Glaucoma Procedure

Glaucoma is one amongst the leading causes of blindness in the world. The disease is usually asymptomatic, most people may lose their vision without knowing it. Regular eye exams can help detect the disease at early stages. Glaucoma results when the optic nerve, which is the cable that connects the eye to the brain, becomes damaged. The condition is commonly related to high pressure within the eye causing deterioration of the optic nerve tissue over time. In many patients, this disease is painless and develops over a few years with no symptoms until the vision loss is permanent.

A comprehensive eye exam that features checking the pressure of the eye is very important to assist, evaluate and monitor for disease. Diagnostic testing like color photos, ocular coherence tomography (OCT), and visual fields can help diagnose and monitor glaucoma.

Glaucoma is a chronic disease that may usually be controlled through treatments like prescription eye drops and medications, laser treatments, and surgery. At Hashmanis, our experienced doctors are fully trained within the diagnosis and treatment of glaucoma.

A trabeculectomy is an operation which helps to empty fluid out of the eye and into a little blister (called a bleb) under the surface of the eye (the conjunctiva). The operation creates a sort of trap door for the fluid to go through, bypassing the normal drainage channel. Drainage of aqueous is improved and this reduces IOP.
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Selective Laser Trabeculoplasty (SLT) is used to treat open angle glaucoma or ocular hypertension. The laser is targeted at the drainage channel within the eye, opening it up in such order that fluid can drain out of the eye more easily. This lowers IOP, which reduces the chance of harm to the optic nerve.
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Glaucoma is caused by the build-up of fluid within the eye (called aqueous humour, or simply aqueous). This causes pressure within the eye (called intraocular pressure or IOP) to extend, which damages the optic nerve and results in vision loss.
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MIGS stands for minimally invasive glaucoma surgery, and refers to a range of implants, devices and techniques which all aim to reduce the pressure in the eye (intraocular pressure, or IOP). Glaucoma is caused by the build-up of a fluid in the eye called aqueous humour.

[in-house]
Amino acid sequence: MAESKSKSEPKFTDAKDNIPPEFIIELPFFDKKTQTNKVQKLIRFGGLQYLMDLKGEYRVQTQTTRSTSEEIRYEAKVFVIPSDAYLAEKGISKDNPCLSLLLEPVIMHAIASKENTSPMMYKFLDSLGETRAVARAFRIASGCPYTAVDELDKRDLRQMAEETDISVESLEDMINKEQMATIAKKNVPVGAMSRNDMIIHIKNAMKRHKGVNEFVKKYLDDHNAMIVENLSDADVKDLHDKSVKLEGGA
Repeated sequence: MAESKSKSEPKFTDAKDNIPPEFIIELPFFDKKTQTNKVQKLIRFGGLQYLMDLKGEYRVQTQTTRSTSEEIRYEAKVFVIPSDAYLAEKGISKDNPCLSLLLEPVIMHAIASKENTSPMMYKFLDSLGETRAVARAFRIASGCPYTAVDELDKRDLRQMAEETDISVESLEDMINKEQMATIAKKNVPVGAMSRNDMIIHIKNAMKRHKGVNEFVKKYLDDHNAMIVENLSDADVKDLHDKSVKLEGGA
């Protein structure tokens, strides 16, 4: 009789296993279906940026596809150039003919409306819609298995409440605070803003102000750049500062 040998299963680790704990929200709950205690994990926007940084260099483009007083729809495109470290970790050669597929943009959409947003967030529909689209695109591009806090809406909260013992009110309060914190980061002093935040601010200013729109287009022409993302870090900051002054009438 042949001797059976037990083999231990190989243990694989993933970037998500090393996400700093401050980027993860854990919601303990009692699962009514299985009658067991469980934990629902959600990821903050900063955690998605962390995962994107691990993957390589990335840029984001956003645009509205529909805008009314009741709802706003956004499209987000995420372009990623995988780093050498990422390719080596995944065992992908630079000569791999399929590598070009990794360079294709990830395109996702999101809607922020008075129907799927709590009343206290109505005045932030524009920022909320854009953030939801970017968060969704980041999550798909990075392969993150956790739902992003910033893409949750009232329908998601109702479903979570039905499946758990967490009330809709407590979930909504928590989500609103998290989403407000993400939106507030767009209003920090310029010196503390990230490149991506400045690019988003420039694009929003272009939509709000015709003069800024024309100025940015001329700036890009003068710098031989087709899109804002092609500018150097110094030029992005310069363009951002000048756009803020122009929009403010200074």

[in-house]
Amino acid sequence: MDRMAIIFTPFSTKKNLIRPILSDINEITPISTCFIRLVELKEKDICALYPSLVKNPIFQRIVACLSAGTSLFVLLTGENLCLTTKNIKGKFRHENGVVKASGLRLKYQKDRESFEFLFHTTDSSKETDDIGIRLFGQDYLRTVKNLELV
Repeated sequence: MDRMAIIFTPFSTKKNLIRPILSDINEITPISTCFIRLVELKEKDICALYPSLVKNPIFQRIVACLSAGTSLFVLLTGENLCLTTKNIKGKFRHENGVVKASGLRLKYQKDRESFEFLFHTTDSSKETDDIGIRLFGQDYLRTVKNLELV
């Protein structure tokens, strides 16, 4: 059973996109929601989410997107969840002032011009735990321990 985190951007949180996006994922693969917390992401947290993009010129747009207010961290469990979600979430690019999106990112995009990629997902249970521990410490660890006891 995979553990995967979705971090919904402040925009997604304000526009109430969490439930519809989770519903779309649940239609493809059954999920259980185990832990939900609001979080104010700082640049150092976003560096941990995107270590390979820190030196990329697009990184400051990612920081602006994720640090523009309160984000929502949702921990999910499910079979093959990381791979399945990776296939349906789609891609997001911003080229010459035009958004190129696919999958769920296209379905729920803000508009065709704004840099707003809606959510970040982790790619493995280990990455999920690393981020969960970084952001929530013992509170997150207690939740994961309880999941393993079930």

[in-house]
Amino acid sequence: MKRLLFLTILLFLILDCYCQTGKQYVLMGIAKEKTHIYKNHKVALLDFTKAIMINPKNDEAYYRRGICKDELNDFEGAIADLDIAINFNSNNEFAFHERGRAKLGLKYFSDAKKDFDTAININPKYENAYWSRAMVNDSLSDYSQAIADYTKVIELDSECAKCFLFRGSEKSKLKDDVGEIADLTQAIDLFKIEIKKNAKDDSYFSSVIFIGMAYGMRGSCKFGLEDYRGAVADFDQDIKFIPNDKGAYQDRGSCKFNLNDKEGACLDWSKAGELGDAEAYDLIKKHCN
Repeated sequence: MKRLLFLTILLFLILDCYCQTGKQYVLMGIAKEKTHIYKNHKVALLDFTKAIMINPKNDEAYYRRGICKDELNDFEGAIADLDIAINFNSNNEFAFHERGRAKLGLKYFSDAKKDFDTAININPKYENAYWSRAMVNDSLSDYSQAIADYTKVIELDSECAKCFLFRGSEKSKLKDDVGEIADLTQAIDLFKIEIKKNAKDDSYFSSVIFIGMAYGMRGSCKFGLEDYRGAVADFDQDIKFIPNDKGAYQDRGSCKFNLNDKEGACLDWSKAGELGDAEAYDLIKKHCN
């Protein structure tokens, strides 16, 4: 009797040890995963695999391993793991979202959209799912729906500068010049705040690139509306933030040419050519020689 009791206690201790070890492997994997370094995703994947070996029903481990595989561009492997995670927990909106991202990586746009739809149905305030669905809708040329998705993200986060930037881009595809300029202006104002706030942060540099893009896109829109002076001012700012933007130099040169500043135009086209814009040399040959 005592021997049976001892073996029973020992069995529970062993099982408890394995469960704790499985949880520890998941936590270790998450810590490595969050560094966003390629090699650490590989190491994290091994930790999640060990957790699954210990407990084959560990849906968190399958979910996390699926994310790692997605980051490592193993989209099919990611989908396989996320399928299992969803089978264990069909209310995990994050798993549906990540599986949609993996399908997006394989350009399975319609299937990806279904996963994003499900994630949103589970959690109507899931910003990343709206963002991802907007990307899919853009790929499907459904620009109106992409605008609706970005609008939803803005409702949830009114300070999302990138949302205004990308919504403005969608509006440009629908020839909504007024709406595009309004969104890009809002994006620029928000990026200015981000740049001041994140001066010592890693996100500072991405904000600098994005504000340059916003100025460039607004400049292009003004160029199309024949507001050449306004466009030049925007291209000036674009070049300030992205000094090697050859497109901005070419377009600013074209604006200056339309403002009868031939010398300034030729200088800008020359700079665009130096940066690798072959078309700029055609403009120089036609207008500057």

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An Ahmed Valve, or glaucoma drainage valve, is a device that is used to help lower intraocular pressure when maximum medical therapy with eye drops and laser treatment is not enough. The valve is made of silicone, and consists of a micro-tube connected to a small end-plate or reservoir.
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Goniotomy is a surgical operation during which the doctor uses a lens called a goniolens to examine the structures of the front part of the eye (anterior chamber). An opening is formed within the trabecular meshwork, the group of small canals located within the drainage angle, where fluid leaves the eye.
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A significant number of the glaucoma patients and suspects encountered in clinical practice have narrow angles. Although this is most common in Eastern Asia, particularly among the Chinese population, it is common worldwide, and was long underdiagnosed.
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Transscleral cyclophotocoagulation with diode laser is a surgical operation. The laser is applied to the area of the eye that produces aqueous humour (the ciliary body) to decrease the assembly of liquid and, therefore the intraocular pressure level.
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The clinical management of glaucoma is evolving, because of changes in population demographics, a growing understanding of the disease, and, most significantly , advances in both pharmaceutical and laser technology. In last few years, the amount of trabeculectomies performed has decreased by 44% since latanoprost was introduced.
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Laser trabeculoplasty (LTP) involves the application of a laser beam to heat areas of the trabecular meshwork drainage in order to increase fluid outflow and thus lower intraocular pressure. LTP is used in the treatment of various open-angle glaucomas.
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